Don’t relegate fall pumpkins and squash solely to front-porch decor. Bring them to the kitchen, bake them and add spice for a meal that’s quite nice!
Do you avoid recipes calling for winter squash because they are simply too difficult to cut? Maybe you’ve had too many close calls with a sharp knife and your fingers. If that sounds familiar, we have the perfect solution: Toast the rock-hard orbs whole! This will require removing all but the lowest rack in your oven and works for all types of winter squash varieties.
Note: you can use your favorite type of hard squash, including acorn or butternut, as a substitute for pumpkin in any of these recipes
- Honey Grilled Pumpkin
- Sautéed Pumpkin, Peppers and Greens
- Fried Pumpkin
- Roasted Pumpkin Seeds
- Mixed Greens with Bacon and Fried Pumpkin
- Roasted Winter Squash
How to bake a pumpkin
Small 3-4-pound pumpkins can be baked whole, then easily peeled, seeded and mashed or pureed. Place the pumpkin on a baking sheet and place in a preheated 350-degree oven. Bake 11⁄2 hours or until a sharp knife easily pierces through to the seed cavity. Remove from the oven and let cool on a wire rack. When cool enough to handle, use a large spoon to scoop out the seeds and discard. Then mash or puree the flesh. Store in the refrigerator up to four days or freeze for longer use.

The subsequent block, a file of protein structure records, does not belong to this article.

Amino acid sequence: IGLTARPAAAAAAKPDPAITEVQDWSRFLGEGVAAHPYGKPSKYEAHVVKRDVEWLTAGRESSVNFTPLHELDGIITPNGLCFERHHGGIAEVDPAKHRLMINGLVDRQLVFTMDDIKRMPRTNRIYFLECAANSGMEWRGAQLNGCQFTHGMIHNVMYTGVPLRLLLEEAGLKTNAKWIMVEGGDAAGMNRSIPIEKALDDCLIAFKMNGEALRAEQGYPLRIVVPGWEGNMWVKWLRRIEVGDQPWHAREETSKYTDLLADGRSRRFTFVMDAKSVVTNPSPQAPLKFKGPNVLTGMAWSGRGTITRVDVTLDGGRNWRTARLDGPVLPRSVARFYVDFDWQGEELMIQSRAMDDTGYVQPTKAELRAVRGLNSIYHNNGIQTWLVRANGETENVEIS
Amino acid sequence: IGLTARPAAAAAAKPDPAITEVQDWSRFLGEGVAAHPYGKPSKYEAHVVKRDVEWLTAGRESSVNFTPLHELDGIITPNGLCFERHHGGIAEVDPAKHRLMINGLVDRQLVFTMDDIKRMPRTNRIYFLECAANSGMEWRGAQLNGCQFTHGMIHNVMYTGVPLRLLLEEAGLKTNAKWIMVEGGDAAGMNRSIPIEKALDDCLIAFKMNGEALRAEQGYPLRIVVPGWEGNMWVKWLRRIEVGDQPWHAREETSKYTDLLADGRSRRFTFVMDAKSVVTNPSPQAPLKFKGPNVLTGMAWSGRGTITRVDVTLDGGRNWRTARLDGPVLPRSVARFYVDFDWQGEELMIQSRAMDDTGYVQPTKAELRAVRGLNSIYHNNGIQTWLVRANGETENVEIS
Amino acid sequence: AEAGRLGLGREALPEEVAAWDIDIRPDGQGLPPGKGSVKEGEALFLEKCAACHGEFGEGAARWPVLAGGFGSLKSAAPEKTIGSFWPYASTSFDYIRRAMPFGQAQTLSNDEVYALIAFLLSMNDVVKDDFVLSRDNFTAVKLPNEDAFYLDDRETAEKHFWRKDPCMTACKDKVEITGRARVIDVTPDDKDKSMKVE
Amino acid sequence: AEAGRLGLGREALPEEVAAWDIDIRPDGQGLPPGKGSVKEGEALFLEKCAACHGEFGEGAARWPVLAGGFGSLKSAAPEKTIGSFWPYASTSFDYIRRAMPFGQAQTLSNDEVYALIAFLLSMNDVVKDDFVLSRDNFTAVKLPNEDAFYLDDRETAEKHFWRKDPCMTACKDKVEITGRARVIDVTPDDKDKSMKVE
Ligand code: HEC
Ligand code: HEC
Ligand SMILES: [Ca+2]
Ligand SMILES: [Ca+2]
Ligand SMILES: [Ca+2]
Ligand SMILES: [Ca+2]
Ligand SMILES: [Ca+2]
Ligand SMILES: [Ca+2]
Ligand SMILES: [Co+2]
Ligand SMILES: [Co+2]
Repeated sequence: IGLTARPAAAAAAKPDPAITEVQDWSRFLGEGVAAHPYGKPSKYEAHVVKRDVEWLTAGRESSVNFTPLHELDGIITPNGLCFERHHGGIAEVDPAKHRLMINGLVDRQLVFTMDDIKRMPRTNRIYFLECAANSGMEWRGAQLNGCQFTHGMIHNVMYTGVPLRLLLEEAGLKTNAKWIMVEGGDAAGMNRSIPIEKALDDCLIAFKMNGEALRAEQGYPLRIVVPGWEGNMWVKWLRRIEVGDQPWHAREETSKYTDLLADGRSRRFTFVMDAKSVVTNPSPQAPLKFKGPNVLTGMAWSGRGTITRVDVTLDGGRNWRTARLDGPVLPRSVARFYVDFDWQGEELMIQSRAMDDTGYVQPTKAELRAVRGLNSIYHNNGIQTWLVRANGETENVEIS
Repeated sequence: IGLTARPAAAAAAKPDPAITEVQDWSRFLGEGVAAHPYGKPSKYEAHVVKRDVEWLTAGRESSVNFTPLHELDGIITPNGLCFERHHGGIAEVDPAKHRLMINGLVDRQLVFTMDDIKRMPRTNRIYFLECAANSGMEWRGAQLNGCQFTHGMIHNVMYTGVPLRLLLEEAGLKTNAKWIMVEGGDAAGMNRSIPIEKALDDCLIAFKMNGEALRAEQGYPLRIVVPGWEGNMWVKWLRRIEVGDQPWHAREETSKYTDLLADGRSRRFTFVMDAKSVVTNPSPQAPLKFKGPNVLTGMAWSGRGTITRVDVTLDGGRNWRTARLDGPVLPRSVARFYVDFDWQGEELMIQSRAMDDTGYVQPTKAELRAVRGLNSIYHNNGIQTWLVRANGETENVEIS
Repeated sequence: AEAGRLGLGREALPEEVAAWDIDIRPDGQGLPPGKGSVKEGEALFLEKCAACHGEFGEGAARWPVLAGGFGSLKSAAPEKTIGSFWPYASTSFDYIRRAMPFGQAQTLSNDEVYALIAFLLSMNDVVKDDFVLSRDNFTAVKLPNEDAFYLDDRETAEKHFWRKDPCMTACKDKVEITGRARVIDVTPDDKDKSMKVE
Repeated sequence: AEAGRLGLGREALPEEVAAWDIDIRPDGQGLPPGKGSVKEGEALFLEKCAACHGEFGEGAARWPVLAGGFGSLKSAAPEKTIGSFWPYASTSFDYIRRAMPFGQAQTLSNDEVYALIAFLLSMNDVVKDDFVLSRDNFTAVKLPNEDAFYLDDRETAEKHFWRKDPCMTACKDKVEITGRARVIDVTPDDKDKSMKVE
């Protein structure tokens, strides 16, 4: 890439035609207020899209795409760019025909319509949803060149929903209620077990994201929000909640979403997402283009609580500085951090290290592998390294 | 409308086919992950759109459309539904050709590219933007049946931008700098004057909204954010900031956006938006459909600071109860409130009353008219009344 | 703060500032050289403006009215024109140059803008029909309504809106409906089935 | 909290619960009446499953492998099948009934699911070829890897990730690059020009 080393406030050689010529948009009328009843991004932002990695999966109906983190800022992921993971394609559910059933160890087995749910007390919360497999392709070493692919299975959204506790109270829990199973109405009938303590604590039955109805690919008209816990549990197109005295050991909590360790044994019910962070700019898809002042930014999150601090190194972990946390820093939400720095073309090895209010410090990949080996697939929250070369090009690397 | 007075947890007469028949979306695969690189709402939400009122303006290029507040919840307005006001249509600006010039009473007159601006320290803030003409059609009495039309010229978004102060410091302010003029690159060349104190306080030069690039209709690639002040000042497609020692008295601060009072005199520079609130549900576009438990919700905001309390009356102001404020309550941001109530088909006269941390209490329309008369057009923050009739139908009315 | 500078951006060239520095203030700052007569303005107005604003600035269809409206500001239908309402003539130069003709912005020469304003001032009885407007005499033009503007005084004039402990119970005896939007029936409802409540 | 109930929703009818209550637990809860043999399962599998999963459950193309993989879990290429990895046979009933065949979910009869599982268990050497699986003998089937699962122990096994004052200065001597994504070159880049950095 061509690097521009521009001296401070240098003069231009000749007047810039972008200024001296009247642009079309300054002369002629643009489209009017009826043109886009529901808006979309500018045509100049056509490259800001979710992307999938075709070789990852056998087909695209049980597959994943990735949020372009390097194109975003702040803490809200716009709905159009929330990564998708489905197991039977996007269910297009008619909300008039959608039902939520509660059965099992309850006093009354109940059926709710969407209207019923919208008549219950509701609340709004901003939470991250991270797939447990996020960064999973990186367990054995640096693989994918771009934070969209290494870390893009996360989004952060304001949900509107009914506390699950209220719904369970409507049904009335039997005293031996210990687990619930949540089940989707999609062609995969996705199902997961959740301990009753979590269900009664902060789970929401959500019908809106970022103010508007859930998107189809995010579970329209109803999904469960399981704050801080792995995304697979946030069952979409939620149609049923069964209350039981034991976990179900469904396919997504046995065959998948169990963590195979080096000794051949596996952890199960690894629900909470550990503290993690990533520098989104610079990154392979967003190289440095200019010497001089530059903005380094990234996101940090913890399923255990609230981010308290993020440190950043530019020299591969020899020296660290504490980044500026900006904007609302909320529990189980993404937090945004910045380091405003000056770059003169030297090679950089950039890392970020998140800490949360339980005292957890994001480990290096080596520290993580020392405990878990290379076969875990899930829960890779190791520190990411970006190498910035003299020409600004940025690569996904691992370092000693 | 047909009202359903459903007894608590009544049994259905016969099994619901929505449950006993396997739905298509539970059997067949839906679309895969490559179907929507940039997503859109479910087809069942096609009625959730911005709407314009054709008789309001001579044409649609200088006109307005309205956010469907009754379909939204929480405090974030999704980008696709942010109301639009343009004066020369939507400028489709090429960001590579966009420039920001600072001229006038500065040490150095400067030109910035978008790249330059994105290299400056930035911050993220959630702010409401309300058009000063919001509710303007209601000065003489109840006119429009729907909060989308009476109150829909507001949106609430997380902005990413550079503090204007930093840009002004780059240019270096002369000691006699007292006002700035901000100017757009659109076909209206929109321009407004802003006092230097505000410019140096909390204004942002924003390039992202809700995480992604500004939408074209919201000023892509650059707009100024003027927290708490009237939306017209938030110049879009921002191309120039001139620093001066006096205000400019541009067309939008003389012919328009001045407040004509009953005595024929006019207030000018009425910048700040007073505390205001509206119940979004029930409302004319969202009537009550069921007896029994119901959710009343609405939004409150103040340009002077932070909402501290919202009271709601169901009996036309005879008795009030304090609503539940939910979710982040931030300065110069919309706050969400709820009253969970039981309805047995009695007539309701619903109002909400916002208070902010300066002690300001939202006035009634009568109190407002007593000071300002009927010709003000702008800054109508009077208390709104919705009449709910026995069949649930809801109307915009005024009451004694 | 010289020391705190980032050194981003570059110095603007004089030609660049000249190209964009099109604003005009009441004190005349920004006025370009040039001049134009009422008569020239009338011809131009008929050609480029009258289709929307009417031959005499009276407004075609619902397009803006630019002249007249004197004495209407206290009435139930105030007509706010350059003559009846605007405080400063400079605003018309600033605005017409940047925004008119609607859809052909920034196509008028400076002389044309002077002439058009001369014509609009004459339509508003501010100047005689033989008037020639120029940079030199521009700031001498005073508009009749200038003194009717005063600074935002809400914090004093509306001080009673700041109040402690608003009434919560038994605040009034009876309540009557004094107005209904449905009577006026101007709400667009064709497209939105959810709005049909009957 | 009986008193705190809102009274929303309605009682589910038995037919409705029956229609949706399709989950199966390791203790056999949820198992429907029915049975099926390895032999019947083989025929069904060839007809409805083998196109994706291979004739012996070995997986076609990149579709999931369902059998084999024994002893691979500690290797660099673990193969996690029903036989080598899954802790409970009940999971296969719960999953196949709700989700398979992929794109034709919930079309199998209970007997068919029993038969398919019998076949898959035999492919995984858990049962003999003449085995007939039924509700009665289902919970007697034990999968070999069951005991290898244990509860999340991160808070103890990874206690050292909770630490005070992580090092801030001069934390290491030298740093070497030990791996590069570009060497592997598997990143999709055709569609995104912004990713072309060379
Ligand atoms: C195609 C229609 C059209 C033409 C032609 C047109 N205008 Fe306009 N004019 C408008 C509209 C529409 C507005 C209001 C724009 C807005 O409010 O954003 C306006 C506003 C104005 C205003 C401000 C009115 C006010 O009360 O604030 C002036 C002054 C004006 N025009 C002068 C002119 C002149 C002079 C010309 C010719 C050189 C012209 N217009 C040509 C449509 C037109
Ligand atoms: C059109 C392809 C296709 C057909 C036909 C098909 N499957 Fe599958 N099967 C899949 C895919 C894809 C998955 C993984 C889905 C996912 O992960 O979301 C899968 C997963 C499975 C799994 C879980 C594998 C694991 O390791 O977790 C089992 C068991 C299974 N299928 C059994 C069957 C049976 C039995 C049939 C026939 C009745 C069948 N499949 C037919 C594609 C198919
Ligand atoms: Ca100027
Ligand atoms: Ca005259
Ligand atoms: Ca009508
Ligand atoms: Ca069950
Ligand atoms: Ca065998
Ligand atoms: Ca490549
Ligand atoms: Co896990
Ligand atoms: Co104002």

Larger, 6-7-pound pumpkins can be baked in halves using the same method, but decrease the cooking time to 45-60 minutes.